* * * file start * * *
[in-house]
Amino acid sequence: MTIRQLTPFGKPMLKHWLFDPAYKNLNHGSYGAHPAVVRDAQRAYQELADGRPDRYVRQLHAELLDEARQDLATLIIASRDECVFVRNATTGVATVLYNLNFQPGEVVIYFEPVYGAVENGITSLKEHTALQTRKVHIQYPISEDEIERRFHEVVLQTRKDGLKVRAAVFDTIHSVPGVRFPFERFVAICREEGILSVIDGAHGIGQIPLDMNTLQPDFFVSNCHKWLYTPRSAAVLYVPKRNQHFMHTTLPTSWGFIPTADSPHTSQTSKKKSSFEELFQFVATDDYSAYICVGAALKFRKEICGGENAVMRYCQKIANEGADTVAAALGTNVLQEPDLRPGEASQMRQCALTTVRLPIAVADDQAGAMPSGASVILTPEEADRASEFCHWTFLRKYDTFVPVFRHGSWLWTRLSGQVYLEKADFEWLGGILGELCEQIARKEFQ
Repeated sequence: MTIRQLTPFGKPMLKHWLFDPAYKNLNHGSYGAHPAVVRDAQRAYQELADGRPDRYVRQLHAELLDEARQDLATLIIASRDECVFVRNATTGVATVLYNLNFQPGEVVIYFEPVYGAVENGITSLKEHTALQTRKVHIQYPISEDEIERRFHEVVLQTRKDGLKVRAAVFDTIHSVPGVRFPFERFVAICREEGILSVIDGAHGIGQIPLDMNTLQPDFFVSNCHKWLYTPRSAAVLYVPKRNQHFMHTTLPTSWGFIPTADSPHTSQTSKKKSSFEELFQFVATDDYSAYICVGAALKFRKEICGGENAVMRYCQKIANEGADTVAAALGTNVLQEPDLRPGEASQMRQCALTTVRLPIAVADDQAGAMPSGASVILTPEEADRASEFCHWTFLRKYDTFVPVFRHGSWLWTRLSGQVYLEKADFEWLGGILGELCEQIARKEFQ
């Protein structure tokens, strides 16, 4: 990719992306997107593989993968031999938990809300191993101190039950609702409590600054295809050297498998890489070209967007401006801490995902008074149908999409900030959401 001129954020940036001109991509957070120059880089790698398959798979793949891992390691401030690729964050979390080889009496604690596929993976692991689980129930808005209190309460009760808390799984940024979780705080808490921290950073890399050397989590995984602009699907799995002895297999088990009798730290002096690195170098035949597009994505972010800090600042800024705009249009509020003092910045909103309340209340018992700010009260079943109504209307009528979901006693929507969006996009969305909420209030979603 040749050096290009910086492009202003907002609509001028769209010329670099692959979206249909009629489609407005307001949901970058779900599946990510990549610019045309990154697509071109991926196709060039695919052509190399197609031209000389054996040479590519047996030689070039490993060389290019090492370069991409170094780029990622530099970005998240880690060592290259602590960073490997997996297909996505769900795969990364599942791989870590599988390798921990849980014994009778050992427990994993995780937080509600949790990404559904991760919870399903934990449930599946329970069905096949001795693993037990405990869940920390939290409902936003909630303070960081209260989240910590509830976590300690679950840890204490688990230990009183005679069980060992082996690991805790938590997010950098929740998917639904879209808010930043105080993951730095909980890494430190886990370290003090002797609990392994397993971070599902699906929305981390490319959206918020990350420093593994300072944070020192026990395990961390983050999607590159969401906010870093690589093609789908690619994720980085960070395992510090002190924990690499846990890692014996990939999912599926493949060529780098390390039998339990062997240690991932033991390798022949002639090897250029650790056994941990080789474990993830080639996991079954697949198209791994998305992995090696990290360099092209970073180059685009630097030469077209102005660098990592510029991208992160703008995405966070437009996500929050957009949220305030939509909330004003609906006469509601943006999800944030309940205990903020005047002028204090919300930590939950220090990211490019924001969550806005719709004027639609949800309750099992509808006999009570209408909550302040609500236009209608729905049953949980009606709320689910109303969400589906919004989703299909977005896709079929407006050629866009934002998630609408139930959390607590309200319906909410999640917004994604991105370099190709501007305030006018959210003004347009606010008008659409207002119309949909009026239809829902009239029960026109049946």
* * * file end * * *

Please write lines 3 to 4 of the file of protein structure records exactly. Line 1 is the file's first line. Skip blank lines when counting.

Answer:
Repeated sequence: MTIRQLTPFGKPMLKHWLFDPAYKNLNHGSYGAHPAVVRDAQRAYQELADGRPDRYVRQLHAELLDEARQDLATLIIASRDECVFVRNATTGVATVLYNLNFQPGEVVIYFEPVYGAVENGITSLKEHTALQTRKVHIQYPISEDEIERRFHEVVLQTRKDGLKVRAAVFDTIHSVPGVRFPFERFVAICREEGILSVIDGAHGIGQIPLDMNTLQPDFFVSNCHKWLYTPRSAAVLYVPKRNQHFMHTTLPTSWGFIPTADSPHTSQTSKKKSSFEELFQFVATDDYSAYICVGAALKFRKEICGGENAVMRYCQKIANEGADTVAAALGTNVLQEPDLRPGEASQMRQCALTTVRLPIAVADDQAGAMPSGASVILTPEEADRASEFCHWTFLRKYDTFVPVFRHGSWLWTRLSGQVYLEKADFEWLGGILGELCEQIARKEFQ
């Protein structure tokens, strides 16, 4: 990719992306997107593989993968031999938990809300191993101190039950609702409590600054295809050297498998890489070209967007401006801490995902008074149908999409900030959401 001129954020940036001109991509957070120059880089790698398959798979793949891992390691401030690729964050979390080889009496604690596929993976692991689980129930808005209190309460009760808390799984940024979780705080808490921290950073890399050397989590995984602009699907799995002895297999088990009798730290002096690195170098035949597009994505972010800090600042800024705009249009509020003092910045909103309340209340018992700010009260079943109504209307009528979901006693929507969006996009969305909420209030979603 040749050096290009910086492009202003907002609509001028769209010329670099692959979206249909009629489609407005307001949901970058779900599946990510990549610019045309990154697509071109991926196709060039695919052509190399197609031209000389054996040479590519047996030689070039490993060389290019090492370069991409170094780029990622530099970005998240880690060592290259602590960073490997997996297909996505769900795969990364599942791989870590599988390798921990849980014994009778050992427990994993995780937080509600949790990404559904991760919870399903934990449930599946329970069905096949001795693993037990405990869940920390939290409902936003909630303070960081209260989240910590509830976590300690679950840890204490688990230990009183005679069980060992082996690991805790938590997010950098929740998917639904879209808010930043105080993951730095909980890494430190886990370290003090002797609990392994397993971070599902699906929305981390490319959206918020990350420093593994300072944070020192026990395990961390983050999607590159969401906010870093690589093609789908690619994720980085960070395992510090002190924990690499846990890692014996990939999912599926493949060529780098390390039998339990062997240690991932033991390798022949002639090897250029650790056994941990080789474990993830080639996991079954697949198209791994998305992995090696990290360099092209970073180059685009630097030469077209102005660098990592510029991208992160703008995405966070437009996500929050957009949220305030939509909330004003609906006469509601943006999800944030309940205990903020005047002028204090919300930590939950220090990211490019924001969550806005719709004027639609949800309750099992509808006999009570209408909550302040609500236009209608729905049953949980009606709320689910109303969400589906919004989703299909977005896709079929407006050629866009934002998630609408139930959390607590309200319906909410999640917004994604991105370099190709501007305030006018959210003004347009606010008008659409207002119309949909009026239809829902009239029960026109049946």